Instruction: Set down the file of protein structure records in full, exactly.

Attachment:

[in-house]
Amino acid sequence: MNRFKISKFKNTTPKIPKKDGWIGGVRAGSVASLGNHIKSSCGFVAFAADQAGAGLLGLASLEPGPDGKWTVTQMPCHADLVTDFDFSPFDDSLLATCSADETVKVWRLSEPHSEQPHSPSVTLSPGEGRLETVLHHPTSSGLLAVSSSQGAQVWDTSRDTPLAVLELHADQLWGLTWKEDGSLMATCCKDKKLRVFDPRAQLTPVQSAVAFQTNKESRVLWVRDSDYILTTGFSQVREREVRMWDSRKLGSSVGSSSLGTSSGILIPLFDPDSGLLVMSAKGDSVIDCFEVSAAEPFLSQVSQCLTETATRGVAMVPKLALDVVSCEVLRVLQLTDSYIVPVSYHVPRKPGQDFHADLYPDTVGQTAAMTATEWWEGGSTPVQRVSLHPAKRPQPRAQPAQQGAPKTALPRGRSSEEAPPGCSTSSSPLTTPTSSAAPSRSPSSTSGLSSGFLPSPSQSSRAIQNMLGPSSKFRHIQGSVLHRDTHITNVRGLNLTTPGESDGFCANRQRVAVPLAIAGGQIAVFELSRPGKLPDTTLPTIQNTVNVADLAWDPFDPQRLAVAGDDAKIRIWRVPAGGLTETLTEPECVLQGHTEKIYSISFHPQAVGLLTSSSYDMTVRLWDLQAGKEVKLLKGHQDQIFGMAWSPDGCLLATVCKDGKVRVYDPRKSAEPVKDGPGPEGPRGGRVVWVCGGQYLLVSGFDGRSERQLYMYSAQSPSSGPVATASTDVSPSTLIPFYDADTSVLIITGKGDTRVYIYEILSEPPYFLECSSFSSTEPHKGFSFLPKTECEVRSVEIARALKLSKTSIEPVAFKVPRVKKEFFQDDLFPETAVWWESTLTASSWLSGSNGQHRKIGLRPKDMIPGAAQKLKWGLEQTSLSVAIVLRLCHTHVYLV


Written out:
[in-house]
Amino acid sequence: MNRFKISKFKNTTPKIPKKDGWIGGVRAGSVASLGNHIKSSCGFVAFAADQAGAGLLGLASLEPGPDGKWTVTQMPCHADLVTDFDFSPFDDSLLATCSADETVKVWRLSEPHSEQPHSPSVTLSPGEGRLETVLHHPTSSGLLAVSSSQGAQVWDTSRDTPLAVLELHADQLWGLTWKEDGSLMATCCKDKKLRVFDPRAQLTPVQSAVAFQTNKESRVLWVRDSDYILTTGFSQVREREVRMWDSRKLGSSVGSSSLGTSSGILIPLFDPDSGLLVMSAKGDSVIDCFEVSAAEPFLSQVSQCLTETATRGVAMVPKLALDVVSCEVLRVLQLTDSYIVPVSYHVPRKPGQDFHADLYPDTVGQTAAMTATEWWEGGSTPVQRVSLHPAKRPQPRAQPAQQGAPKTALPRGRSSEEAPPGCSTSSSPLTTPTSSAAPSRSPSSTSGLSSGFLPSPSQSSRAIQNMLGPSSKFRHIQGSVLHRDTHITNVRGLNLTTPGESDGFCANRQRVAVPLAIAGGQIAVFELSRPGKLPDTTLPTIQNTVNVADLAWDPFDPQRLAVAGDDAKIRIWRVPAGGLTETLTEPECVLQGHTEKIYSISFHPQAVGLLTSSSYDMTVRLWDLQAGKEVKLLKGHQDQIFGMAWSPDGCLLATVCKDGKVRVYDPRKSAEPVKDGPGPEGPRGGRVVWVCGGQYLLVSGFDGRSERQLYMYSAQSPSSGPVATASTDVSPSTLIPFYDADTSVLIITGKGDTRVYIYEILSEPPYFLECSSFSSTEPHKGFSFLPKTECEVRSVEIARALKLSKTSIEPVAFKVPRVKKEFFQDDLFPETAVWWESTLTASSWLSGSNGQHRKIGLRPKDMIPGAAQKLKWGLEQTSLSVAIVLRLCHTHVYLV